This year's Concept Community survey gauged the apartment needs and wants of more than 84,000 renters nationwide, our highest total ever.
In this installment of "Stat of the Week," we'll look at the perennial problem of packages. As online shopping continues to grow—and leasing offices stay the same size—the issue of how best to handle outsized postal parcels has become a hot-button topic.
First, we asked residents how many packages they receive in a typical month (a figure that no doubt rises during December's holiday season). And more than a quarter (26.08%) said they receive at least one a month, on average, as you can see in the chart below. Nearly 20% of respondents receive at least two packages per month, while almost 17% said they get five to 10 packages a month.
As owners and managers struggle to keep up with that volume—or simply allow drop-offs at individual doorsteps—27.24% of those polled (or more than 22,800 renters) indicated that they personally have experienced problems and/or inefficiencies with receiving packages.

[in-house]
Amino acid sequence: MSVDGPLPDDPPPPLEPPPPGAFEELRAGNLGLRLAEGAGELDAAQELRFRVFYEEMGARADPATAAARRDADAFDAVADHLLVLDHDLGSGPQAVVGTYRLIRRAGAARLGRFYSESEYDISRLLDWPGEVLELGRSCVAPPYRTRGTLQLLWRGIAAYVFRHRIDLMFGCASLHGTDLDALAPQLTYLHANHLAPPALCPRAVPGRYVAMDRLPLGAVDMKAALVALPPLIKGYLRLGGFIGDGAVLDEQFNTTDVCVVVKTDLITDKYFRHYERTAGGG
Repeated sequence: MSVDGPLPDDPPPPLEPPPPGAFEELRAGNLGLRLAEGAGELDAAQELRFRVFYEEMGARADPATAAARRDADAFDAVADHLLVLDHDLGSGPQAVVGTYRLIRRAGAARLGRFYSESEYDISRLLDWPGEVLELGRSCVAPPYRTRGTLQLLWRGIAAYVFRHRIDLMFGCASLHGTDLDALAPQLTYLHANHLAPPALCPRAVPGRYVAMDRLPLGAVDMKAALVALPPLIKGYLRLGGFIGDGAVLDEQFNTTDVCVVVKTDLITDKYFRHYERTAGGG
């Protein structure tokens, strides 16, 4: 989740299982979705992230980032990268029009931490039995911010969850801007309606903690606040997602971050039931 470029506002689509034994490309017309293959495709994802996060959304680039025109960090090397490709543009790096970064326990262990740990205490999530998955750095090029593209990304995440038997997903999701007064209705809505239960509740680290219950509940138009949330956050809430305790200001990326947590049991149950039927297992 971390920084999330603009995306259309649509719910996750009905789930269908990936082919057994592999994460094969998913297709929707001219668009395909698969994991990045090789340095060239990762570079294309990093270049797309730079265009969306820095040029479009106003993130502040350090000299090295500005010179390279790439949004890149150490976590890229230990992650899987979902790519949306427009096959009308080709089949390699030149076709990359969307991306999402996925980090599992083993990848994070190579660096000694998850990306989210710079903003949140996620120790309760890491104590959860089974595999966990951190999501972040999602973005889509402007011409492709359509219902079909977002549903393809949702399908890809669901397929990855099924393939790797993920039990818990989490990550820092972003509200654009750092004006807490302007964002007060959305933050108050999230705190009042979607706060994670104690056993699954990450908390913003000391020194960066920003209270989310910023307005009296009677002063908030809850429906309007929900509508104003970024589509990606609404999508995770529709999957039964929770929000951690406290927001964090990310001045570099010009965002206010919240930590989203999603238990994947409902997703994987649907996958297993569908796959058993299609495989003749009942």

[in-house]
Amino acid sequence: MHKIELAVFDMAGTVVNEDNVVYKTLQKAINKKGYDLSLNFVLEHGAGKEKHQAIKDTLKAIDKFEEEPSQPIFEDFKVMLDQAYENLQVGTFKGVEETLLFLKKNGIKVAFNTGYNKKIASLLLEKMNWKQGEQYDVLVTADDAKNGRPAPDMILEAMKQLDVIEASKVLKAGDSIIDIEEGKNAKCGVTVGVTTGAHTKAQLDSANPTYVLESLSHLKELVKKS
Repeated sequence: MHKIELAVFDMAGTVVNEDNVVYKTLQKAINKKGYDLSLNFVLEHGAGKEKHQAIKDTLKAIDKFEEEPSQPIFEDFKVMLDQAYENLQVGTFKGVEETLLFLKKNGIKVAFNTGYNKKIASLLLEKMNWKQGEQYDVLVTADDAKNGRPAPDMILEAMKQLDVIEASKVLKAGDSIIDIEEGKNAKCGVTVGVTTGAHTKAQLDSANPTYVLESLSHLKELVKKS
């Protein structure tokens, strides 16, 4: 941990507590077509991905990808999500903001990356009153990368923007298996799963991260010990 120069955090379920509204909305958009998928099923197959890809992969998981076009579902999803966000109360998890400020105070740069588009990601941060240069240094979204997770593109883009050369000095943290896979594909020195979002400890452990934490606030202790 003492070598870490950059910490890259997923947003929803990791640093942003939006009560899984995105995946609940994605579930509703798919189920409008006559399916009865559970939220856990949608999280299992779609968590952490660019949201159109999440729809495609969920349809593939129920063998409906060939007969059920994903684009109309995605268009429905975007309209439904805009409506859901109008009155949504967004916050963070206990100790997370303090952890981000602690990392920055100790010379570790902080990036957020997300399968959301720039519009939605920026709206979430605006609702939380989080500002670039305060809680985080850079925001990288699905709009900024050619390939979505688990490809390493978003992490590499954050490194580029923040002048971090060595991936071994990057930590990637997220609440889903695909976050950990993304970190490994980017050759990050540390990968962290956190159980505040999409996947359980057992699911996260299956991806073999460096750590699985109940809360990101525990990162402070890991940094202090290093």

Given the increasing volume of packages, many owners and managers have sought to take themselves out of the equation altogether (including some of the nation's biggest owners, such as Camden). But sometimes one solution creates another problem, such as the issue of packages that go missing once they're dropped at a doorstep. So, increasingly, owners are turning to package lockers.
For many residents, that amenity is quite a hit: Access to a 24/7 package locker has become a factor in residents' satisfaction with their apartment community. When asked how important package lockers were to them (on a scale of 0 to 10), 28.23% of renters rated them at the top—"very important"—with the clear majority indicating a preference for such on-site storage devices.
But the million-dollar question is, will they pay for it? According to the survey, an overwhelming majority of renters expect efficient delivery of their packages to be a free, on-demand amenity.
Yet, nearly 20% of those polled said they'd be willing to kick in another $5 per month to live in a community with package lockers, while 7.05% said they'd absorb an extra $10 per month. Further, 3.77% of respondents were willing to spend at least $15 more per month for the amenity.
All told, that means more than 30% of all renters are explicitly willing to pay extra to live in a community that offers package lockers. Could this amenity become standard in the next-generation apartment community?